Liberal Bill Scher and conservative Matt Lewis meet in the rancor-free DMZ to hash out the week’s political events.
On a very special episode of The DMZ, Matt explains why he’s happy that he’s making fewer TV appearances, and offers some practical advice for young writers. Responding to a commenter’s question, Bill and Matt discuss whether they would have the same politics if they lived in a different historical era—would Matt have voted for JFK? Matt weighs the tension between his epistemological modesty and his impulse to seek the good. Bill explains why his temperament leads him toward practical liberalism—and made him a college conservative. They close by discussing Cory Booker, Chris Matthews, and what it means to be a political surrogate.
On The DMZ: Did Sarah Palin get underdog Deb Fischer the Senate nomination from Nebraska? And is Palin favoring gender over ideology? Should the GOP change itself to appeal to women and minority voters? Plus, is Ross Douthat right about the danger of politics becoming religion?
On The DMZ: Why did Indiana Republican voters go all 2010 on Sen. Dick Lugar? And was Lugar all that good at bipartisanship anyway? Why don’t old politicians just retire? How important is Obama’s position on same-sex marriage? Plus, Matt and Bill size up the potential third-party presidential candidates.
On The DMZ, Matt and Bill scratch their heads at the unnecessary departure of Richard Grenell from the Romney campaign, but Matt has a theory about what really happened. By using Bin Laden’s death in a campaign ad, has Obama sullied what should be a unifying moment? Bill defends Obama’s political strategy on Bin Laden, but Matt sees evidence of cynical politics. Plus, Matt explains how Ayn Rand is conservatism’s “gateway drug.”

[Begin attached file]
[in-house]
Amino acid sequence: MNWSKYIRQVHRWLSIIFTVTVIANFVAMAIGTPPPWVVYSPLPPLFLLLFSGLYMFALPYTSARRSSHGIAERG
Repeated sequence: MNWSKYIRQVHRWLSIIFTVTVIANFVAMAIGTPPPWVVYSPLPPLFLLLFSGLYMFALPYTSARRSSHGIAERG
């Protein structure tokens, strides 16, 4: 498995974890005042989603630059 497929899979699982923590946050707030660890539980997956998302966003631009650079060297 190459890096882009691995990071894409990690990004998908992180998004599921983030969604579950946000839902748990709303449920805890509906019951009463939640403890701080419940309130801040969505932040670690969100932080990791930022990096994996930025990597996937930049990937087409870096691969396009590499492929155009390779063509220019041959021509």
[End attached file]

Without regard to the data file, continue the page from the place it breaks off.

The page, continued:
This week on The DMZ: Matt responds to the swipe he took from Washington Post blogger Jennifer Rubin. Is it a new day for gay conservatives? Did Sen. Marco Rubio help his VP campaign with his foreign policy speech? Do Mitt Romney and the GOP face a pop culture gap with President Obama, and if so, are they able to fix it?
This week on The DMZ, Matt says that Romney is already doing a better job than McCain of taking the fight to Obama. Bill thinks that Romney has learned something from Howard Dean about being a tough-talking moderate. Matt argues that Obama is stirring up class envy to get re-elected, but Bill thinks that attacking Romney for being financially out of touch is fair game. Plus, The DMZ is accepting submissions for a theme song!
On The DMZ: Does Santorum have a political future? Will Obama run a campaign of hope or hypocrisy? Why did Obama’s 2008 post-partisan rhetoric never become reality? Matt and Bill also debate the kind of anti-Obama narrative Romney will run on and whether this will actually be an intensely negative campaign.
On a Special Easter Edition of The DMZ: With Romney pulling away, the GOP empire has struck back. Will the general election campaign be about ideas, or a clash of demagoguery? Matt asks if Christianity and evolution can coexist. Bill explains why many liberals fear theocratic impulses coming from the right. But might conservatives be moving towards a reconciliation between science and religion?
On The DMZ, Bill and Matt discuss the killing of Trayvon Martin. Matt argues that the case has led to oversimplification and misplaced political tribalism. They next discuss Obamacare at the Supreme Court—would overturning the law spark a pro-Democrat backlash? Bill sees a way for Justice Kennedy to uphold the law, but it may come at a price.
On The DMZ: What the Etch A Sketch gaffe reveals about Romney’s consultant problem. Why do politicians and their aides embarrass themselves by sharing private campaign strategies in public? Why is Obama talking so much about energy policy? And why can’t conservatives and liberals admit it when their ideas are proven unequivocally wrong? (With bonus prison-gang metaphor!)